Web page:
Rafael Payare. Courtesy San Diego Symphony

The San Diego Symphony‘s annual January festival begins with the debut of Music Director Designate Rafael Payare accompanied by acclaimed cellist Alisa Weilerstein — his wife — performing Mozart, Strauss, Tchaikovsky and Mussorgsky.

The inaugural concerts next Thursday through Sunday begin the symphony’s month-long “Hearing the Future” festival that focuses on youthful artists and composers.

The festival is curated by composer-conductor and 2018 MacArthur Fellow and Genius Award recipient Matthew Aucoin, 28, whose expertise spans music, theater and poetry with infectious enthusiasm for the possibilities of art.

Payare’s inaugural concert is on Thursday at Copley Symphony Hall. The program features the tone poem Don Juan, composed by a 24-year-old Richard Strauss, and Modest Mussorgsky’s Pictures from an Exhibition, written in that composer’s 35th year.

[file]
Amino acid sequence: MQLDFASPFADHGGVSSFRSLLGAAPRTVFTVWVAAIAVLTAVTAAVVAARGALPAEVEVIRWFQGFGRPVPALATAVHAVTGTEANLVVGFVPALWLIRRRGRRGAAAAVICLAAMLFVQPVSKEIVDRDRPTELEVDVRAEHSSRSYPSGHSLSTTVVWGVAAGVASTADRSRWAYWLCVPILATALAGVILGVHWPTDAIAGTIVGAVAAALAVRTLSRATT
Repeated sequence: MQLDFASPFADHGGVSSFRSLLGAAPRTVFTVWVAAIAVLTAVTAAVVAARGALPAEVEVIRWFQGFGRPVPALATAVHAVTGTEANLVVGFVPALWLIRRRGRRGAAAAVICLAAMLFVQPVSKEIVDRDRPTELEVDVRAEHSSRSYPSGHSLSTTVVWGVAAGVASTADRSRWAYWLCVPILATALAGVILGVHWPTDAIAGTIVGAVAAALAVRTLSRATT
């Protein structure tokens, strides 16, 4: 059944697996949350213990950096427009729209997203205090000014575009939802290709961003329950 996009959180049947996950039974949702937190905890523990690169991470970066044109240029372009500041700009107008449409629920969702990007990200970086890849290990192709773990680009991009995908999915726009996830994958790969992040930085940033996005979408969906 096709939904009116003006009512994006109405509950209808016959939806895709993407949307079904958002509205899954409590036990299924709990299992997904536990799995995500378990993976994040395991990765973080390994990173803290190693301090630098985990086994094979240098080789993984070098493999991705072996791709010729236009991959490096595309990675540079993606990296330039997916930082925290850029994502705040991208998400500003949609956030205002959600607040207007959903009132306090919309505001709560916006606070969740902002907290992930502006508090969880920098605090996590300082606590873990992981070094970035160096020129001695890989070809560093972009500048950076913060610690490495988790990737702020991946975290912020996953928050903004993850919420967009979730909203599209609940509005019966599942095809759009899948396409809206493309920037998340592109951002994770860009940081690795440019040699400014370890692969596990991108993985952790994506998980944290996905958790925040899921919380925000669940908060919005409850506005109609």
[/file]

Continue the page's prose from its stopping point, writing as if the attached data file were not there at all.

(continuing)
The concert opens with the dramatic overture to Mozart’s Don Giovanni, which the composer debuted at age 31, and also features Weilerstein in Tchaikovsky’s Rococo Variations.

Concerts on Friday, Saturday and Sunday with Payare and Weilerstein feature the symphony’s first-ever performance of Benjamin Britten’s Symphony for Cello and Orchestra as wells as Shostakovich’s landmark Symphony No. 10, which was performed months after the death of Soviet dictator Joseph Stalin, and is a self-reflective composition containing embedded messages of personal identity.

The festival features events almost daily through January at the Museum of Contemporary Art San Diego downtown, The Old Globe in Balboa Park, the auditorium at TSRI, Copley Symphony Hall, the Athenaeum in La Jolla, the San Diego Art Institute and the White Box at Liberty Station.

Tickets are more information about the festival are available online.

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Chris Jennewein

Chris Jennewein is Editor & Publisher of Times of San Diego.